Tuesday, February 23, 2016

Porter from the Garden for my Winter 46 2/20/16

About the biggest thing in my universe going on right now is my son Hunter. He's three months old today and every day is a big, beautiful, crazy adventure. In some ways it resembles what's awesome about a high peaks hike: there's definitely some suffering but the pay off is so so so worth it. I took a month off from work at the end of my wife's maternity leave so we could delay daycare and to bond with my son. We play, dance to music, there's some napping and some crying. It's been more amazing than I could've hoped for.

So hiking hasn't exactly been at the forefront of my mind. Excitement did of course build in the days approaching. Sathi, Emily, Ben, Tara, Krissy and Koda my German Shepherd would be joining me to celebrate. Tara, Ben Sathi, Emily and I had shared many winter trails together. Krissy is a dear friend and was climbing her second high peak ever! Koda has been my loyal hiking companion for years and climbed around 33 of my winter high peaks with me.

 Another part of the celebration was exploring a new trail for me, the approach from the Garden trail head. The drive up started with warm rain in Albany which had turned to snow once sufficiently north. The final stretch from the High Peaks rest stop to the Garden it was snowing pretty good and the roads weren't in the greatest shape. The two groups hit the lot and got moving shortly after 7AM. We were only the second group to have signed in that day. The forecast was not the greatest and I think it kept some folks home.

We all started the day in microspikes which were perfect for the low elevation conditions. There was a few inches of fresh powder over ice. It was fun to start on new terrain as the route up Porter broke off from the trail which goes up the Brothers en route to Big Slide. We soon entered a forest of towering pines which lined the Slide Brook drainage. The crossing of Slide Brook was just the first of many unique and beautiful locations along this trail.

On the other side of the brook we worked our way out of the pine forest up moderately pitched terrain till we reached the old sugar shack and the dirt road. After we crossed the dirt road, the pitch got a bit steeper as the trail made it's way up the southern flank of Little Porter Mountain. Spirits were high, jokes were a plenty, brows were quite low. While the morning coffee was still pumping we were a pretty ridiculous crew. I've definitely had a blast on hikes but I can't say I've ever laughed as hard or as often as that first climb up Little Porter. We started having filtered views through the trees of the first Brother and beyond. I was getting more and more excited as we could see mountains to the south and east.

The final push up Little Porter followed along the base of some cliffs and rocky nubs, switchbacking up a weakness between features. I think a day hike just to explore some of this terrain would make for an excellent outing. Spirits were still high as we headed up onto the summit of Little Porter.

The direct approach onto the summit rock involved a little bit of a scramble up a crack with a climb of 10-12 ft. It was a bit icy so the majority of the group took an obvious workaround up there. Ben went right up the crack without any problems. Despite some strong winds crackling around us, the group was pretty stoked on the unique view from Little Porter. I was hard pressed to identify the surrounding summits which is rare for a nerd like me. It was nice to just take in the landscape. There was a mix of clouded in and clear summits which added further drama to the view.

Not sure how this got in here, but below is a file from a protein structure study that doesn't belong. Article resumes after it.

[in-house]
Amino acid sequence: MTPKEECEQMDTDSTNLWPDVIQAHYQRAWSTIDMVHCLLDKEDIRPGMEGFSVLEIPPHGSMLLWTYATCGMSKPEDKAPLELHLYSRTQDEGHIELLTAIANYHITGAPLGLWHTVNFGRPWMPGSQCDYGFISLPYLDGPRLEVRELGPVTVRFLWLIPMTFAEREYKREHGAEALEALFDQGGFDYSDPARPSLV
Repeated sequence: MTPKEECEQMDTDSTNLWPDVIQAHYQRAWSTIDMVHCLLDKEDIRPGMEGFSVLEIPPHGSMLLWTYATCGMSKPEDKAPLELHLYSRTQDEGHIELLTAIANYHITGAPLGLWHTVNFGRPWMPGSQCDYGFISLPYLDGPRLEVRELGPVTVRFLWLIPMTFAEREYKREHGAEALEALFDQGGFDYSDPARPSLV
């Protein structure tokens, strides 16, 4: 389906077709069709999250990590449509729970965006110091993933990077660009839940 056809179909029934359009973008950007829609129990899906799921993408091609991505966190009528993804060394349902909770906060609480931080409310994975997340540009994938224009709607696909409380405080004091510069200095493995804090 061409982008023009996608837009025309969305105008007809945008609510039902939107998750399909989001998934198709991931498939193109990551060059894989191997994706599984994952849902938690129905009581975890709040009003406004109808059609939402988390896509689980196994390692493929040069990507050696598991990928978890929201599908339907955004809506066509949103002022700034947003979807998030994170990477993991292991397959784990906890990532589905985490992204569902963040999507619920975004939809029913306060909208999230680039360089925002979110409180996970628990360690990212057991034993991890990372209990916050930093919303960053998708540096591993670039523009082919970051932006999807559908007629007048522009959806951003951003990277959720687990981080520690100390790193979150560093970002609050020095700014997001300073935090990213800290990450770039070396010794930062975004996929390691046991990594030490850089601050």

We were still less than half way to the top so we started trekking on. From Little Porter the trail covered some very flat land along the eastern edge of Little Meadows. On the climb of Little Porter we had to do a bit of navigation work to stay on trail. Large sections are only sparsely blazed so care is needed, especially with a fresh coating of snow and no tracks to follow. On the Little Meadows plateau, navigation became even trickier. We spent a good amount of time trying to find the next blaze or other evidence of the trail like a cut branch or groove in the landscape.

Snow had been balling up under everyone's spikes. Now that we were higher and on a plateau, there was almost 6 inches of unbroken snow over semi-frozen bog/ marsh. We kept talking about switching to snowshoes but the scourge of winter hikers, gear lag had struck and we kept struggling on. After finding and losing the trail several times, we reached a point where we really couldn't find it. The area had really opened up due to a marshy area with a stream running through it. We stumbled around a bit, breaking through the ice into shallow water, looking up the hillside to see if the trail climbed and scratching our heads. Ben found an old style blaze going up the hillside but not any good evidence of trail. We knew that it had been rerouted in 2000 so didn't want to over-commit. Eventually Sathi found a modern blaze paralleling the creek/ marshy area. My spirits rose, knowing we were back on track and I trotted forward, breaking through several more times. This would typically be frozen this time of year but this freaky nino has made for a strange winter indeed.